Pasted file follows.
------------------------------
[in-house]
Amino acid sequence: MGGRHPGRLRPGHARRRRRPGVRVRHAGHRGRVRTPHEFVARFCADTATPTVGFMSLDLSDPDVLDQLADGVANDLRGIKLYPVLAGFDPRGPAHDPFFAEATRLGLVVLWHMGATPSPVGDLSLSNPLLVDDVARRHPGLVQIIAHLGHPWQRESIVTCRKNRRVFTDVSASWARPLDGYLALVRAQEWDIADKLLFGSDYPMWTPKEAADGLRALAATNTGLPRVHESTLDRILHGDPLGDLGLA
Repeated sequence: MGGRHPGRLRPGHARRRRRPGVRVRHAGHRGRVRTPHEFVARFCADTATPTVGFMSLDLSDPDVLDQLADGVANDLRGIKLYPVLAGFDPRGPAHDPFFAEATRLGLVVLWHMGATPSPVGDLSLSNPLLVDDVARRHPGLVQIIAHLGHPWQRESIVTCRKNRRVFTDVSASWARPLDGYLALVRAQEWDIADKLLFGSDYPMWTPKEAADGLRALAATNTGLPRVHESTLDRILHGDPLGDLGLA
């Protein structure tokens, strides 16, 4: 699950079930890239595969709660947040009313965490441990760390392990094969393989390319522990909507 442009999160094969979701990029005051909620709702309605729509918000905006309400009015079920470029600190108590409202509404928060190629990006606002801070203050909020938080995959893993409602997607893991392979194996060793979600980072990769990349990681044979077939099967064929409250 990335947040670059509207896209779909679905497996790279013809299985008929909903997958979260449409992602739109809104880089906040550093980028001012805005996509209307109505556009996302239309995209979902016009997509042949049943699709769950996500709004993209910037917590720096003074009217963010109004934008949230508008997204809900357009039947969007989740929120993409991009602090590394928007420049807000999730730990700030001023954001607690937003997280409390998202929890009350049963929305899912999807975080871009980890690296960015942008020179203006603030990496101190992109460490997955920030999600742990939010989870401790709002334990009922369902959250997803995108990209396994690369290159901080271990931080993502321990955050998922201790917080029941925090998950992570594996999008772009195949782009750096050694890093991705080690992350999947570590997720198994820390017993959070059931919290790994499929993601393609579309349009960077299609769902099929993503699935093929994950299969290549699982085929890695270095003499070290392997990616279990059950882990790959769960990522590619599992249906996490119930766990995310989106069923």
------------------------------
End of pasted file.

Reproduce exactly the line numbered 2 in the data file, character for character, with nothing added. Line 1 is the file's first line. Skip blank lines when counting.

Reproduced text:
Amino acid sequence: MGGRHPGRLRPGHARRRRRPGVRVRHAGHRGRVRTPHEFVARFCADTATPTVGFMSLDLSDPDVLDQLADGVANDLRGIKLYPVLAGFDPRGPAHDPFFAEATRLGLVVLWHMGATPSPVGDLSLSNPLLVDDVARRHPGLVQIIAHLGHPWQRESIVTCRKNRRVFTDVSASWARPLDGYLALVRAQEWDIADKLLFGSDYPMWTPKEAADGLRALAATNTGLPRVHESTLDRILHGDPLGDLGLA